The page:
Depression Other Personality Disorder PTSD-Trauma Stress

Burnout

2% 24%

28% 14%

19% 14%

Career Couseling

Compassion FatigueSecondary Trauma Grievance or DHC Issues Other Workaholism

Many of the career issues that lawyers report are co-occurring with psychological issues or substance abuse issues. Sometimes career issues cause psychological or substance abuse issues and sometimes pre-existing psychological or substance abuse issues can cause career issues. It is important to discern and treat the core cause while also addressing the co-occurring symptoms.

Now that there is established research on compassion fatigue in the legal profession, we have begun tracking compassion fatigue, which can mirror depression in many respects. We are seeing a fair number of cases of compassion fatigue and secondary trauma, especially in lawyers who are working in practice areas involving criminal law, domestic and family law, personal injury and workers compensation. Many NC judges also report suffering from compassion fatigue and secondary trauma. LAWYER ASSISTANCE PROGRAM

73

ANNUAL REPORT 2014 - 2015

CAREER ISSUES (58 CASES)

PAGE 10

The Year in Review ~ A Closer Look at the Issues

ALCOHOL AND DRUG PROBLEMS (341 CASES)

Alcohol

Alcoholism remains by far the single largest problem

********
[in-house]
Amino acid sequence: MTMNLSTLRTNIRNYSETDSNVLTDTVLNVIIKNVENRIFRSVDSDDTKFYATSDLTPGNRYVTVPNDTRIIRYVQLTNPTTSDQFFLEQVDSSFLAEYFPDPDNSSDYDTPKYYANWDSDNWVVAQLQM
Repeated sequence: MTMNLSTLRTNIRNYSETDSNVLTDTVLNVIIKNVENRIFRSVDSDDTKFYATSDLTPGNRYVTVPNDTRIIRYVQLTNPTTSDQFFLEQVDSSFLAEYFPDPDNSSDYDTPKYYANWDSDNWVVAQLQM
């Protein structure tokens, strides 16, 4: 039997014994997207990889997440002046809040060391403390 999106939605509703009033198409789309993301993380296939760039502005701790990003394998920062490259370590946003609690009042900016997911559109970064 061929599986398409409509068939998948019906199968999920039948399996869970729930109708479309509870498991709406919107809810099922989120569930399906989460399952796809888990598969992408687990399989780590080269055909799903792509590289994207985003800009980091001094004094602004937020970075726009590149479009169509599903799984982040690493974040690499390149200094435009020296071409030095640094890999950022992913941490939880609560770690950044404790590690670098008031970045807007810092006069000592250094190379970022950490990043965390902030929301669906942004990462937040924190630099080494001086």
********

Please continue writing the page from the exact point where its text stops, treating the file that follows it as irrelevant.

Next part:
7%

lawyers are dealing with, with over 70% of cases reporting problems with alcohol. We also have seen a surge in recent years

8%

Cocaine or Crack

8%

Crystal Meth (Amphetamine)

72%

Designer Drugs

(244 Cases)

Heroin

of the abuse of prescription drugs, whether prescribed and

Marijuana

being used in a manner not as

Other

prescribed or those same drugs being used without a

Prescription Drugs

prescription.

PROCESS ADDICTIONS (13 CASES) While the word addiction traditionally refers to overuse of alcohol and drugs, it also applies to compulsive behaviors, such as

90% (12 cases)

gambling, sex, work, eating, shopping/spending, internet usage, or other technologically driven activities such as video gaming. Rather than being addicted to a substance, the person is addicted to a behavior, or